Psychological first aid for workers exposed to traumatic events
Due to the nature of their occupation, workers in the field of health and public security are repeatedly exposed to potentially traumatic events. For instance, paramedics are routinely exposed to grievously wounded people while on duty. This repeated exposure makes these workers more at risk than the general population of developing mental health problems such as post-traumatic stress disorder, depression, anxiety disorders and drugs and alcohol consumption problems.
The Trauma Studies Center is currently conducting a study on psychological first aid (PFA) delivered by peer helpers in the workplace. In this study, paramedic and medical dispatcher organisations, police forces, and Centres Intégrés de Santé et de Services sociaux workers took part in the project in order to offer this new approach to psychological care to workers affected by a traumatic event (TE).
What is PFA?
Initially developed to help survivors adapt following a mass trauma event (i.e., a natural disaster, or an act of terrorism), PFA are now used with a diverse clientele and is the approach favoured by the WHO in order to prevent the psychological distress that can occur after a TE. The intervention is intended to be flexible and centred around the needs and preoccupations of the exposed individual. It can begin in the first hours following the event (the immediate phase). At this stage, it is important to provide the required physical and psychological care needed in order to foster a sense of security and a return to calmness. In contrast with psychological debriefing, PFA forbids forcing the person to talk about details of the event, to minimise emotions and to suggest to them how they should feel. Rather, the person administering PFA will show empathy and adopt validating and accepting attitudes regarding the whole gamut of emotions expressed by the person. They will also explore together the available sources of social support that can meet current needs.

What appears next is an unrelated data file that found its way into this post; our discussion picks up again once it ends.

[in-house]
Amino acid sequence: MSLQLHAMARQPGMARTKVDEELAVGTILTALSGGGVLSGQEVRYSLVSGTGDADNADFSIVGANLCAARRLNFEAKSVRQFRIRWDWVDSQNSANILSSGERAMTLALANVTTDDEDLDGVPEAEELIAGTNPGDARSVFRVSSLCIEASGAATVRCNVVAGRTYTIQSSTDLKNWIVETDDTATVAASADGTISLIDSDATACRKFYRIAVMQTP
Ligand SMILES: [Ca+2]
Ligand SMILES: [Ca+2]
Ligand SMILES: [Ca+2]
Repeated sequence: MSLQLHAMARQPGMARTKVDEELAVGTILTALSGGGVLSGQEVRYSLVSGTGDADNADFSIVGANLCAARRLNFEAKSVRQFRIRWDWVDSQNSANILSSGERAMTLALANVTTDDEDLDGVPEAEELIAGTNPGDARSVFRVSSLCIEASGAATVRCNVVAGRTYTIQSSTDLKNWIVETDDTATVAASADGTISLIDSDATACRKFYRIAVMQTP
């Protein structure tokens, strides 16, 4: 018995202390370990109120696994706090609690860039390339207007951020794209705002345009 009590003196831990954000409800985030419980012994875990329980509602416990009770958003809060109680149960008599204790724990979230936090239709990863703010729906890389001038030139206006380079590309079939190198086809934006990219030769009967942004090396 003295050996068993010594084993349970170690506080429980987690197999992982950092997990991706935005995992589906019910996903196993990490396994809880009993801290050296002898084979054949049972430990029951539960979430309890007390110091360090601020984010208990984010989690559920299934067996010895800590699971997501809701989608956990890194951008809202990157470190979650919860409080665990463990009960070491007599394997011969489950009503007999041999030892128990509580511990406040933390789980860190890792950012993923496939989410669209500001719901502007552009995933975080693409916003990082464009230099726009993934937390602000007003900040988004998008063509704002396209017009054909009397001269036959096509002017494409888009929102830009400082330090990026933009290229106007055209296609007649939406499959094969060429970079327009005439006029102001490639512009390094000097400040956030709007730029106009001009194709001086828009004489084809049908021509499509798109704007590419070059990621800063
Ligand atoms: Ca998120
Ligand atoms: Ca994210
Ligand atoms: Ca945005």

Once the sense of security re-established, intervention will take the form of watchful waiting (post-immediate phase). In this manner, in the weeks following the TE, a continuous evaluation of needs as well as a screening for stress reactions and risk factors in order to ensure, when necessary, a link to appropriate help resources. The caretaker will be available to offer support and give out information on post-traumatic stress responses that can occur as well as strategies to better manage them.
Ultimately, the recovery of those exposed will result from the application of the five fundamental intervention principles of PFA:
- fostering a sense of security;
- fostering a return to calmness;
- fostering a feeling of being connected to others;
- fostering a sense of efficacy;
- fostering a feeling of hope.
Although this promising approach is evidence based, its efficacy in the workplace has not been demonstrated yet. In order to fill this gap, the Trauma Studies Center is conducting this study with the objective of determining how to implement PFA in the workplace and to evaluate its efficacy in this setting. If you have questions about this project, please join Marie-Pierre Leduc, project coordinator, at (514) 251-4000, extension 3123 or by email at: firstname.lastname@example.org.